Hot answers tagged

104

You are correct that the axis of the Earth's rotation is tilted with respect to the plane of its orbit by 23 degrees. But it is incorrect that the direction that the axis points changes by a large amount (it should be 2*23 degrees) over a 6 month time span. Your assumption: If axis it pointed at Polaris at (1), then it should be pointed at a different star ...


101

The Sun is immensely loud. The surface generates thousands to tens of thousands of watts of sound power for every square meter. That's something like 10x to 100x the power flux through the speakers at a rock concert, or out the front of a police siren. Except the "speaker surface" in this case is the entire surface of the Sun, some 10,000 times larger than ...


65

The oldest light in the universe is the cosmic microwave background. Roughly 380,000 years after the Big Bang, protons and electrons "recombined"1 into hydrogen atoms. Before this, any photons scattered off the free electrons in the plasma filling space, and the universe was essentially opaque to light. Once recombination occurred, however, photons were able ...


46

Still new at stellarium but here are some quick capture gif lasting one month. Sorry about the quality- limited to 256 colors for smaller gifs. Date on lower left corner. By the way the sun is of course the brightest and i use it as reference for recording (start record when sun is in frame then stop when it appears again in the same position which is ...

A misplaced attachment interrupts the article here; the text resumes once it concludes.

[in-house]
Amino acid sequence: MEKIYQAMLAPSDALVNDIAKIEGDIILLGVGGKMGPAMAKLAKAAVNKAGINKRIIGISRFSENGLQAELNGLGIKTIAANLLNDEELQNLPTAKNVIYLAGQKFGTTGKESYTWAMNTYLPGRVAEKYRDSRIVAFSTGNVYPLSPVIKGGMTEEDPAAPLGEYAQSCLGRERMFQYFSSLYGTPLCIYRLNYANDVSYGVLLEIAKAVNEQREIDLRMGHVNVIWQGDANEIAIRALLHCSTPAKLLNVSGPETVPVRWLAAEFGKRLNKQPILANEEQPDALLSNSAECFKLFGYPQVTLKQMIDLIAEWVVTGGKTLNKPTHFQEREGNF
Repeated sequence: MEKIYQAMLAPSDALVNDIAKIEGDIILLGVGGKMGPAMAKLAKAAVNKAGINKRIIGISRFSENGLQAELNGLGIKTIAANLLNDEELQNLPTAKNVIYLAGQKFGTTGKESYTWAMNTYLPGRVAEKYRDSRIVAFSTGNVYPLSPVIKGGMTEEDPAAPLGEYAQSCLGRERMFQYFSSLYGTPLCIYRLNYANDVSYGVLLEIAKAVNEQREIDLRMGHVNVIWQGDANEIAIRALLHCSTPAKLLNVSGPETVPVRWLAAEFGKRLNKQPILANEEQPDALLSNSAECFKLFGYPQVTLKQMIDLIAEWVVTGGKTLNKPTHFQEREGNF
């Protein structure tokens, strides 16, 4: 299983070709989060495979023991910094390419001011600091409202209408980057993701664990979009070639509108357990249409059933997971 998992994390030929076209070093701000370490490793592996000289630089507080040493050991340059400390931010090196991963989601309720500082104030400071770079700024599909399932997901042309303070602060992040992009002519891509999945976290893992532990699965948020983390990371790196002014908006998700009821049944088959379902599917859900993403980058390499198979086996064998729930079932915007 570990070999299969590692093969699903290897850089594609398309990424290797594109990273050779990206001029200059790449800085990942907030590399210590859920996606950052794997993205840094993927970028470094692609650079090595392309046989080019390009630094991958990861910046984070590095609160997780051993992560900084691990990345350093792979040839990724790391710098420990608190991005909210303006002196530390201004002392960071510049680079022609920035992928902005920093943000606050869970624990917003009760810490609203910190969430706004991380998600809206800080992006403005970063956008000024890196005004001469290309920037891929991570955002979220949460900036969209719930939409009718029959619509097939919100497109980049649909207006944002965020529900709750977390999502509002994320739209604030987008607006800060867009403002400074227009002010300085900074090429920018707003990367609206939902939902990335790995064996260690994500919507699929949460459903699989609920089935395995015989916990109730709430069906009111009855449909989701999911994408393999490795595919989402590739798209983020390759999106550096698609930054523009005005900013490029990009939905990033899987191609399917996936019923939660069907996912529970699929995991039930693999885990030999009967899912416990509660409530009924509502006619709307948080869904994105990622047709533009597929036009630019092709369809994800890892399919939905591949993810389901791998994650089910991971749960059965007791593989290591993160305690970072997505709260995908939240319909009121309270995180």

42

You are correct. The Earth would always appear in approximately the same location in the sky, when viewed from a point on the lunar surface. And it would be seen to spin, the continents coming in and out of view over the course of an Earth day (24 hours). The sun would make it's way across the sky, from one horizon to the other over a period of about two ...


40

That's what it really would look like if you were there with DSCOVR. The albedo of the Moon is only about 0.136, about half of the Earth's average albedo. Of course the part with clouds is higher. I was shocked too, but it was explained in written copy that accompanied the release of the original image. Shouldn't the Moon appear as bright as a full ...


40

The answer is ironic: Without good instruments, there is no evidence. The people who thought that the Sun went around the Earth were perfectly correct as far as the actual evidence went until the early 1700s and mid-1800s when two lines of evidence opened up that showed that the Earth moved. Aberration of Starlight Wikipedia has a correct but over-...


38